Ark Music Factory, the people who unleashed Rebecca Black’s musical car-seat dilemma Friday on the world in 2011 are back, and their
demonic hellspawn latest musical release is worse than ever. Where Friday was offensively bad, Alison Gold’s Chinese Food is just plain offensive, managing to straddle the unconventional niches of both racist and creepy.
Gold, who looks to be not a day over 13, laments how hungry and grumpy she is after spending all night clubbing. Doing away with the concept of rhyming altogether, she reads a Chinese food menu like she’s RB listing days of the week, makes it rain chow mein, and is inexplicably underscored by multi-lingual subtitles. Eventually she romps in a park with her fortune cookie-predicted “new friend”: a big, cuddly, creepily ticklish panda bear who turns out to be Patrice Wilson, CEO of Ark Music Factory, “producer” of the track and “rapper” of “creepily driving Rebecca Black and her friends around” fame. Wilson goes on to drop a deplorable verse featuring the sort of Asian posturing and accent that died out with WW1 propaganda, and then creepily joins Gold and a bunch of her pubescent friends at a sleepover-slash-pillowfight and plays Monopoly (because it rhymes with broccoli), landing his piece on the questionable generalisation (if not a straight up racial slur) “Oriental Avenue”. Did I mention he was creepy?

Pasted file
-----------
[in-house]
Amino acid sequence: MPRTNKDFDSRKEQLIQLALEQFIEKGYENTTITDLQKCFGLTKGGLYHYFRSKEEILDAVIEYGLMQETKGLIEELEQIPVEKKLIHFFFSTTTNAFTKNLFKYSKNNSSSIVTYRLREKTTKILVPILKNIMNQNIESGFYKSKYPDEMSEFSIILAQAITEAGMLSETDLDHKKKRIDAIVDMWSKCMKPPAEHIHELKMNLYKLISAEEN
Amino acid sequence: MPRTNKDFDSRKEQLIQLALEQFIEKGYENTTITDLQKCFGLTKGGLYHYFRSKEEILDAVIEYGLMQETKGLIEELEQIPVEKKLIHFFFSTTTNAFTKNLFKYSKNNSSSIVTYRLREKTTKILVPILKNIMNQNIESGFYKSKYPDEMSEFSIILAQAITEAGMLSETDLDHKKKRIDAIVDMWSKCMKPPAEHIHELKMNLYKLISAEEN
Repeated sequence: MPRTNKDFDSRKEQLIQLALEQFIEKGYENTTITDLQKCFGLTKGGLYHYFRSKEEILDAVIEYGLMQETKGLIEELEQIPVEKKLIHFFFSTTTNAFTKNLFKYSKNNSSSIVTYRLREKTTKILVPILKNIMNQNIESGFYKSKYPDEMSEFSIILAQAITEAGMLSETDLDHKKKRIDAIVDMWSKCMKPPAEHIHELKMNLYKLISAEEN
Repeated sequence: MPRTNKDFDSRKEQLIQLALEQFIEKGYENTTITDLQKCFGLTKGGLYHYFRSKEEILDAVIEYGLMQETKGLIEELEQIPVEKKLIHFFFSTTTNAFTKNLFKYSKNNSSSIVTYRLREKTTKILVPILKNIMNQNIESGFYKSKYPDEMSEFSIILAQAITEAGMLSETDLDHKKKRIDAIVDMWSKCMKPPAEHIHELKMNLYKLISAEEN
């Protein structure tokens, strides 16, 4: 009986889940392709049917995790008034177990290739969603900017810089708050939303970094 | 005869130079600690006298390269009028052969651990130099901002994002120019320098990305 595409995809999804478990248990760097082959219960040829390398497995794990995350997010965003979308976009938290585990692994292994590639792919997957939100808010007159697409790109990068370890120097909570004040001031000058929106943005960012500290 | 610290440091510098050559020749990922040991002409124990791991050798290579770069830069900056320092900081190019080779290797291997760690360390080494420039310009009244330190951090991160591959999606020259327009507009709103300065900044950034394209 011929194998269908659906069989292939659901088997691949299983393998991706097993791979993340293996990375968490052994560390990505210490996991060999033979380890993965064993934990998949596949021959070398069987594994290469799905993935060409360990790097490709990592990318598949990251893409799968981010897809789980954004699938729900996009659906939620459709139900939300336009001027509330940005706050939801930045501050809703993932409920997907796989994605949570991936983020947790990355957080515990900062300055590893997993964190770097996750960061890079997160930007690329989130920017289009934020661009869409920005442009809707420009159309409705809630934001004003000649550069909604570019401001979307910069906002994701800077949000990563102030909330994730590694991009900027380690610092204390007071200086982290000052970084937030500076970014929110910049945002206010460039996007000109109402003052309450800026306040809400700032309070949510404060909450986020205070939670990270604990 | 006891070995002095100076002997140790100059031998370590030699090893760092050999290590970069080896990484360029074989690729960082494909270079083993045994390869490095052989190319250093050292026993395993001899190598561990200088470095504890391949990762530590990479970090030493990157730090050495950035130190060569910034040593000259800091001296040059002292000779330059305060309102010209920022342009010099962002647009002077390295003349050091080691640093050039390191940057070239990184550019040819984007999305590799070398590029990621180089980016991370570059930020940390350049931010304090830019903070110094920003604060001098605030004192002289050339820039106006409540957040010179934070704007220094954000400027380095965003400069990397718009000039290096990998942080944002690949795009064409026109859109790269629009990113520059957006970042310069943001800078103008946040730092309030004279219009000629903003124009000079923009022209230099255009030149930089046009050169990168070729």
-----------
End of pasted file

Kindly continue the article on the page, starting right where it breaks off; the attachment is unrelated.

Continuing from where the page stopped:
The problem here seems to be that while Ark Music Factory accidentally stumbled upon comedy gold with the almost adorable naiveté of Friday, Chinese Food feels forced, contrived and produced only to generates hits based off its controversy value (a fact that we’re well aware we’re contributing to).
If Patrice Wilson wants use off-colour, racist “humour” to get hits, that’s his business. What’s worrying is the inevitable shitstorm that is going to rain down on poor Alison as this video gains viral momentum. Surely she has Rebecca Black-aware parents who could have warned her off this? Let’s hope it’s a hoax. If it is, our money is on Jimmy Kimmel being behind it.